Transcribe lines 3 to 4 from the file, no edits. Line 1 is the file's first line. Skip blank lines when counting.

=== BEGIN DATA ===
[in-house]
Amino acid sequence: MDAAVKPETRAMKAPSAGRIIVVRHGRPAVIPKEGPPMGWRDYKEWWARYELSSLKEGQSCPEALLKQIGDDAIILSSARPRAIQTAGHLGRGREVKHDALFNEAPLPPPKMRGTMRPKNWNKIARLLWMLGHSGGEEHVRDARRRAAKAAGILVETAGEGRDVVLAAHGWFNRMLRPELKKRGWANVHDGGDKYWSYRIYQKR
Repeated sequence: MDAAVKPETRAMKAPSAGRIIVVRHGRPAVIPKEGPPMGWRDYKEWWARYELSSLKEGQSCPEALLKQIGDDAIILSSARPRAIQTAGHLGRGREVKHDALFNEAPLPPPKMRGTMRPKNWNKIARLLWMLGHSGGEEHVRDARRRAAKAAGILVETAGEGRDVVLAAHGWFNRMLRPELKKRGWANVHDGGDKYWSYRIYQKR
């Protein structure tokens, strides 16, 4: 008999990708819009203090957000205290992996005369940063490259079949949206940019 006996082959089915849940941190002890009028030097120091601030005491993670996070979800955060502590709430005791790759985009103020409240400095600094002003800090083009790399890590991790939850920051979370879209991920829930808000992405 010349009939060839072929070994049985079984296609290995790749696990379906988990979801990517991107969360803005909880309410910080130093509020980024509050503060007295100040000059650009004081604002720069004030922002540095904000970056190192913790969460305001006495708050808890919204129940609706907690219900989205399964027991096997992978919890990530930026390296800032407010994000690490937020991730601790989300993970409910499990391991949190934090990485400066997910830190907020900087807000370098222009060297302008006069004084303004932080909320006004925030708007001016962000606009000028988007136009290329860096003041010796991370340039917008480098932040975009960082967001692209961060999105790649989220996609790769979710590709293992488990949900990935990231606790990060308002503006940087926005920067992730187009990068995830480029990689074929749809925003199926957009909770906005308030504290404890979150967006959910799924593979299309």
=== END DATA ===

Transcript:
Repeated sequence: MDAAVKPETRAMKAPSAGRIIVVRHGRPAVIPKEGPPMGWRDYKEWWARYELSSLKEGQSCPEALLKQIGDDAIILSSARPRAIQTAGHLGRGREVKHDALFNEAPLPPPKMRGTMRPKNWNKIARLLWMLGHSGGEEHVRDARRRAAKAAGILVETAGEGRDVVLAAHGWFNRMLRPELKKRGWANVHDGGDKYWSYRIYQKR
């Protein structure tokens, strides 16, 4: 008999990708819009203090957000205290992996005369940063490259079949949206940019 006996082959089915849940941190002890009028030097120091601030005491993670996070979800955060502590709430005791790759985009103020409240400095600094002003800090083009790399890590991790939850920051979370879209991920829930808000992405 010349009939060839072929070994049985079984296609290995790749696990379906988990979801990517991107969360803005909880309410910080130093509020980024509050503060007295100040000059650009004081604002720069004030922002540095904000970056190192913790969460305001006495708050808890919204129940609706907690219900989205399964027991096997992978919890990530930026390296800032407010994000690490937020991730601790989300993970409910499990391991949190934090990485400066997910830190907020900087807000370098222009060297302008006069004084303004932080909320006004925030708007001016962000606009000028988007136009290329860096003041010796991370340039917008480098932040975009960082967001692209961060999105790649989220996609790769979710590709293992488990949900990935990231606790990060308002503006940087926005920067992730187009990068995830480029990689074929749809925003199926957009909770906005308030504290404890979150967006959910799924593979299309």